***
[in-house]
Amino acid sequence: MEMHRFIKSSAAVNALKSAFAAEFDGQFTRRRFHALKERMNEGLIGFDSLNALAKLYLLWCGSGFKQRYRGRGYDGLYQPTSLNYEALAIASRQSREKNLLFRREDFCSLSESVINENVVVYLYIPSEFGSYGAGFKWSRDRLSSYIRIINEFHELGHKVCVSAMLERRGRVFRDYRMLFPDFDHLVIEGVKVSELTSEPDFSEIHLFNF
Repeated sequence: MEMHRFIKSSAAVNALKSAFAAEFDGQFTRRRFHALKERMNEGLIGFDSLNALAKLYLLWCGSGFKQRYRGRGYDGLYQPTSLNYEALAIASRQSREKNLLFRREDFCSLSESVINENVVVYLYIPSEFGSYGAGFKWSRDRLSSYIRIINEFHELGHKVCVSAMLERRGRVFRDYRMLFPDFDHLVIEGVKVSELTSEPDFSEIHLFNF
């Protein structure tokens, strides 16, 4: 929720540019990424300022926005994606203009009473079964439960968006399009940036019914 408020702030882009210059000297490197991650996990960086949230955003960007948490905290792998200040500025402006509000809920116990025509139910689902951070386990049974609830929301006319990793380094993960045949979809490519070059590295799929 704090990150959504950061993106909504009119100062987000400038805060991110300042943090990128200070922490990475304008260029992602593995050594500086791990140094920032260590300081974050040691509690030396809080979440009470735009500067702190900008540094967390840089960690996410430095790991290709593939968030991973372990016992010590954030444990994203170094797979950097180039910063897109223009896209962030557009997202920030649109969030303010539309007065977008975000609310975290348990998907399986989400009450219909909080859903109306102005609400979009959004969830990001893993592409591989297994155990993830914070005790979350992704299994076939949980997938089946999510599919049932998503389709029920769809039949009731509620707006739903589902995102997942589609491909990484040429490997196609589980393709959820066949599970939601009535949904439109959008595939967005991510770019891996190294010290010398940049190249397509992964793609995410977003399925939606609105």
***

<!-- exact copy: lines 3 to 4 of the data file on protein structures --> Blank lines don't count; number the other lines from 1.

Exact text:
Repeated sequence: MEMHRFIKSSAAVNALKSAFAAEFDGQFTRRRFHALKERMNEGLIGFDSLNALAKLYLLWCGSGFKQRYRGRGYDGLYQPTSLNYEALAIASRQSREKNLLFRREDFCSLSESVINENVVVYLYIPSEFGSYGAGFKWSRDRLSSYIRIINEFHELGHKVCVSAMLERRGRVFRDYRMLFPDFDHLVIEGVKVSELTSEPDFSEIHLFNF
């Protein structure tokens, strides 16, 4: 929720540019990424300022926005994606203009009473079964439960968006399009940036019914 408020702030882009210059000297490197991650996990960086949230955003960007948490905290792998200040500025402006509000809920116990025509139910689902951070386990049974609830929301006319990793380094993960045949979809490519070059590295799929 704090990150959504950061993106909504009119100062987000400038805060991110300042943090990128200070922490990475304008260029992602593995050594500086791990140094920032260590300081974050040691509690030396809080979440009470735009500067702190900008540094967390840089960690996410430095790991290709593939968030991973372990016992010590954030444990994203170094797979950097180039910063897109223009896209962030557009997202920030649109969030303010539309007065977008975000609310975290348990998907399986989400009450219909909080859903109306102005609400979009959004969830990001893993592409591989297994155990993830914070005790979350992704299994076939949980997938089946999510599919049932998503389709029920769809039949009731509620707006739903589902995102997942589609491909990484040429490997196609589980393709959820066949599970939601009535949904439109959008595939967005991510770019891996190294010290010398940049190249397509992964793609995410977003399925939606609105």